Which means that finding our life’s purpose is to a large degree a process of well-designed experiments paired with an openness to follow emerging opportunities.

What has your life taught you about the role of experimentation and improvisation in creating a meaningful life?

The link between “deep thought” and solitude

Depth of thought matters in classrooms, in meetings for decision making, and in meaningful professional learning.

While depth requires time, a lack of time is not a sufficient excuse. There is always time to do what matters, and depth always trumps superficiality.

Depth requires:


Habits of mind and behavior that value slowness over speed, focus over multi-tasking, nuanced understanding over superficiality, and problem-solving over complaining;

Protocols that keep participants focused on paying attention to both the accomplishment of tasks and the quality of relationships; and

• Solitude.

Most of all, solitude.

Cal Newport offers 2 “lessons” about solitude:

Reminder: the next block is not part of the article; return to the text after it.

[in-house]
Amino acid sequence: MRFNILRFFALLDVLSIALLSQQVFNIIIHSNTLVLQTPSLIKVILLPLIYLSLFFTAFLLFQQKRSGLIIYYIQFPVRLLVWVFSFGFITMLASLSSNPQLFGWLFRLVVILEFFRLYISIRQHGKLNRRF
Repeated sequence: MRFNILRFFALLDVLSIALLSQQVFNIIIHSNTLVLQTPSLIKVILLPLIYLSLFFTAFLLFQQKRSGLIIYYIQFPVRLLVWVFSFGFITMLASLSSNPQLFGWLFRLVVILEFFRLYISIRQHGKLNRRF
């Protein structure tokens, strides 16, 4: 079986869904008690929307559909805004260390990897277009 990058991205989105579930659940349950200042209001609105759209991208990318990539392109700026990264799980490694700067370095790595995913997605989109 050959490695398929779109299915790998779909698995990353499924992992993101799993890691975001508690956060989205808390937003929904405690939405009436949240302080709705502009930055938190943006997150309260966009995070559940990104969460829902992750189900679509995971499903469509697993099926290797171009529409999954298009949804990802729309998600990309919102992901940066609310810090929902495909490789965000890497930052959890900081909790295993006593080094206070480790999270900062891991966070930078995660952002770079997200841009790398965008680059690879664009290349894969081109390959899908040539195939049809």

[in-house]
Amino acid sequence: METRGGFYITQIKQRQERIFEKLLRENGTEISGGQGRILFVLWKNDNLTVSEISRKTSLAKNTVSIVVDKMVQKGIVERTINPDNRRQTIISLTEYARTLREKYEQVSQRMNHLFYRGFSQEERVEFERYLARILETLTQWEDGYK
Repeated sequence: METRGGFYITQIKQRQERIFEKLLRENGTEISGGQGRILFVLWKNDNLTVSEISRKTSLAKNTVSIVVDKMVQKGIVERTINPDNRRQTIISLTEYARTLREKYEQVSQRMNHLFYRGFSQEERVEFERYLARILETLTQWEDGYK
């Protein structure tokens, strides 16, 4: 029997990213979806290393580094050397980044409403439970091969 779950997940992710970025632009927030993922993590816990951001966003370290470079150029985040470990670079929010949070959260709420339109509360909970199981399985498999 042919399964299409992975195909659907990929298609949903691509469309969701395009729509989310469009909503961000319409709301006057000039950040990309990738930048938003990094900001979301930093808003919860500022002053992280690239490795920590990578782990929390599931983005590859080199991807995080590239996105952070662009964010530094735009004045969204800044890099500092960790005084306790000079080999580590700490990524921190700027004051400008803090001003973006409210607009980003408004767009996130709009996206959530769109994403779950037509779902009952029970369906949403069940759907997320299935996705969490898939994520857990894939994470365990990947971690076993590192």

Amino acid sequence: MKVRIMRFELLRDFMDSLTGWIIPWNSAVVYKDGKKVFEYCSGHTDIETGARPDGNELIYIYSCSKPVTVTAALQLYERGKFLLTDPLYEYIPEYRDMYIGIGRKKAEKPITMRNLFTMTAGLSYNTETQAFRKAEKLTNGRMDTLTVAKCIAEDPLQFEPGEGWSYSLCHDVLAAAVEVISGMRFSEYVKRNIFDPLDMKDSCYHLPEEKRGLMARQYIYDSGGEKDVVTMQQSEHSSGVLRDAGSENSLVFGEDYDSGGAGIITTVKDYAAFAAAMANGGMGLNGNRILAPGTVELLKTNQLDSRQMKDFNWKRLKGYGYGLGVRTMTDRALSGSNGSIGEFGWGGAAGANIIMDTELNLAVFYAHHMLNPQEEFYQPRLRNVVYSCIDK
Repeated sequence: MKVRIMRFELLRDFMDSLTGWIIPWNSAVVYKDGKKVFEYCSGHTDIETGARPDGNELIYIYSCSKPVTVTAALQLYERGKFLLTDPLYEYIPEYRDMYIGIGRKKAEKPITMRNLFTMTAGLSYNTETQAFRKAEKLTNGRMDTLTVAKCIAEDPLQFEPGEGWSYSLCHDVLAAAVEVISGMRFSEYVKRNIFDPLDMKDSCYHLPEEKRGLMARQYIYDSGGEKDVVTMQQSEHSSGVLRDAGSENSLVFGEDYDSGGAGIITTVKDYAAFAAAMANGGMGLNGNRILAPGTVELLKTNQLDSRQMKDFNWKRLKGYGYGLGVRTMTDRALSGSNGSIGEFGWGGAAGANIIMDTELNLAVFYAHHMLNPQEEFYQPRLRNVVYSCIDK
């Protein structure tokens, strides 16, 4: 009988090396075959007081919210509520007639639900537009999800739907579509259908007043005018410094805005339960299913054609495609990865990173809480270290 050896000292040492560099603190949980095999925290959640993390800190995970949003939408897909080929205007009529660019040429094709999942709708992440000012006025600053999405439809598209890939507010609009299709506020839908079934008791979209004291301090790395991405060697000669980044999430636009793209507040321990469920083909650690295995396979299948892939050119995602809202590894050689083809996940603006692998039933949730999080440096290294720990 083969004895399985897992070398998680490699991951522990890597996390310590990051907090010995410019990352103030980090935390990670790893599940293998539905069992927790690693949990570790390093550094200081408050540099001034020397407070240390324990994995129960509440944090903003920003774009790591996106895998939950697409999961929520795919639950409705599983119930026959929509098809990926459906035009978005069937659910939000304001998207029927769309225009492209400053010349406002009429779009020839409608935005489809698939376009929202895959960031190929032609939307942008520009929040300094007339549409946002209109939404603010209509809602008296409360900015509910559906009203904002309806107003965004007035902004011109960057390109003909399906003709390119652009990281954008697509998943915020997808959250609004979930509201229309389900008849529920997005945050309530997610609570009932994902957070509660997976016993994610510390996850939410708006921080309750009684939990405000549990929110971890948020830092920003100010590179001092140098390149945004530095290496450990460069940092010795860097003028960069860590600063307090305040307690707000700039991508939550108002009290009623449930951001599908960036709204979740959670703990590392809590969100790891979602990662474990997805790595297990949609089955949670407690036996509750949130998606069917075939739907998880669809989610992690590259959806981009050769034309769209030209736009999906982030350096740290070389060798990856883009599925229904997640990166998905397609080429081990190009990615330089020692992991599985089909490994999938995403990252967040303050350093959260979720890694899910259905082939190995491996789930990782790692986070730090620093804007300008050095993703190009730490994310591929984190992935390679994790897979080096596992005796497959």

“Lesson #1: The right way to define “solitude” is as a subjective state in which you’re isolated from input from other minds.

“When we think of solitude, we typically imagine physical isolation (a remote cabin or mountain top), making it a concept that we can easily push aside as romantic and impractical. But as this book makes clear, the real key to solitude is to step away from reacting to the output of other minds: be it listening to a podcast, scanning social media, reading a book, watching TV or holding an actual conversation. It’s time for your mind to be alone with your mind — regardless of what’s going on around you.

“Lesson #2: Regular doses of solitude are crucial for the effective and resilient functioning of your brain.

“Spending time isolated from other minds is what allows you to process and regulate complex emotions. It’s the only time you can refine the principles on which you can build a life of character. It’s what allows you to crack hard problems, and is often necessary for creative insight. If you avoid time alone with your brain your mental life will be much more fragile and much less productive.”

What are the conditions in your personal and professional lives that enable depth of thought?